Set in 1562, The Princess of Montpensier promises to be a ‘bodice-ripper’ right from the start. In a world where marriage is less about love and more about gaining family advantage, this French historical epic delivers all the passion, heartache and politics that is inevitable from a story set in this era.
The Princess of Montpensier is based on the classic French novel of the same name, written by Madame de Lafayette in 1662. Directed by Bertrand Tavernier, the film is set during during the French Wars of Religion between the Catholics and the Protestants in the late 16th Century. Among all the fighting and bloodshed, Marie de Mézières’ father still finds time to marry her off to the Prince of Montpensier against her will. Melanie Thierry (Babylon A.D.) plays Marie, a beautiful girl who does a very good job of being attractive to men who are not her husband. Whether this is intentional or not is uncertain, although it is hard to believe she is really that naive.
Of course, there is the ruggedly-handsome man from her childhood whose lust Marie cannot forget. Duc de Guise, played by Gaspard Ulliel (Hannibal Rising), brings a sufficient amount of brooding good-looks and dangerous passion into play that Marie’s resolve is severely tested. When the Duc is not swaggering around, he is fighting fiercely, a habit which has earned him the nick-name Le Balafré, or “Scarface”. It is easy to understand why Marie lusts after him, but the question is, is he worth it?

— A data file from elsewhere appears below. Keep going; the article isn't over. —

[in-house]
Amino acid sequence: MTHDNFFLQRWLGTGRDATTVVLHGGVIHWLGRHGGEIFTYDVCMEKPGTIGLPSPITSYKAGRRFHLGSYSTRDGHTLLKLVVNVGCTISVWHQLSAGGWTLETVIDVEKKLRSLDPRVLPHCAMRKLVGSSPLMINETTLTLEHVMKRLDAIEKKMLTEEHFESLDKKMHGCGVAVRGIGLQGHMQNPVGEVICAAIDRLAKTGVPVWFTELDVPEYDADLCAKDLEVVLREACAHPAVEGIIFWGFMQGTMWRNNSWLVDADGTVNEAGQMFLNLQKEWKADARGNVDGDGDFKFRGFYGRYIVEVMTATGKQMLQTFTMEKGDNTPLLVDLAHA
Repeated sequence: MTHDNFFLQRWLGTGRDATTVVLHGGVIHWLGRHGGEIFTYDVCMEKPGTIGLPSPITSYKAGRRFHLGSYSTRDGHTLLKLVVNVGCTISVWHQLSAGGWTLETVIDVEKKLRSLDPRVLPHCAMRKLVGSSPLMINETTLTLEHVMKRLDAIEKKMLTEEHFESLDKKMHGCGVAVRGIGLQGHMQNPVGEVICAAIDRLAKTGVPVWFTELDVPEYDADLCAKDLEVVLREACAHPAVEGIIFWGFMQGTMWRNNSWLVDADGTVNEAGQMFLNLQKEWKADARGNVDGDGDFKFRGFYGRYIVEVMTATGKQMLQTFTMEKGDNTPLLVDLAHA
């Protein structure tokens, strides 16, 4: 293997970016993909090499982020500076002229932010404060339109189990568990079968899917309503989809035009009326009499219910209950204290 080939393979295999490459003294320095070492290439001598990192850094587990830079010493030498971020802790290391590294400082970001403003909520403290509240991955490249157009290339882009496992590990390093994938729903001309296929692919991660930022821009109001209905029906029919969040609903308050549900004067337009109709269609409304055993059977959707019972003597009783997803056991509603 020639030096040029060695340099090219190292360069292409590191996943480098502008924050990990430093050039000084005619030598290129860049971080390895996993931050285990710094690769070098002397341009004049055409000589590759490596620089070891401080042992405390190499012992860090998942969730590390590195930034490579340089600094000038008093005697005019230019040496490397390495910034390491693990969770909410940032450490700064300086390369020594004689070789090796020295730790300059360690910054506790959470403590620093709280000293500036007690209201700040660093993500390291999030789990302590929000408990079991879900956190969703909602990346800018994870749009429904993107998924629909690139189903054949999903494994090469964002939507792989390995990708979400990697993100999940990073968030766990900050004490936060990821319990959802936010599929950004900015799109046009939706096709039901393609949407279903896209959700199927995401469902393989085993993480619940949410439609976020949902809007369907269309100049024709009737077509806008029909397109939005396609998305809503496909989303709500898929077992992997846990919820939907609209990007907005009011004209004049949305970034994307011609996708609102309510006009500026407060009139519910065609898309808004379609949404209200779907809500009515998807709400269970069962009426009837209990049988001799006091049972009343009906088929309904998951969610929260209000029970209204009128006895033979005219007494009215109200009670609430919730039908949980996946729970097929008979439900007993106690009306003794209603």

A violent, passionate rivalry develops between Guise and Duc d’Anjou, played by Raphael Personnaz (Blame It On Fidel), when the latter also falls under the spell of our heroine. Anjou is destined to be the future Henri III, but that does not necessarily mean that his mojo is powerful enough to get the girl. When they are all brought together at Champigny, one of the Prince of Montpensier’s most secluded castles, tensions threaten to get out of hand. Jealousy is rife around the castle walls and there are many undercurrents of lust and broken promises.
It seems that no one in this film is immune to Marie’s charms. Her tutor, Françoise cont de Chabannes develops what seems to be the most genuine love for our heroine, and also the most tragic. Played by Lambert Wilson (Of Gods and Men), he is the voice of reason, turning his back on the brutality of fighting and murder. He is described as “a man of feelings” and is the most grounded character. It is his perceptiveness and subtlety that sets him apart from everyone else and he eventually emerges as the prophetic hero of the story.
While The Princess of Montpensier is an historical film, it is not lost in the obscurity of the past. Underneath the luxurious costumes and social etiquette, there are issues being addressed that are still relevant now. Marie’s desire to break away from social conformity and follow her heart puts a modern spin on the old issue of forced marriages, or at least family pressures on young people. The ultimate question remains however, of whether this kind of sacrifice can ever be worth it, especially when the stakes are as high as they are in this film.
You can buy The Princess of Montpensier at Amazon.co.uk on Blu-ray
and DVD from 31st October 2011. Extras include a 60 min Making Of directed by Pierre-Henry Gilbert and a UK exclusive interview with Bertrand Tavernier.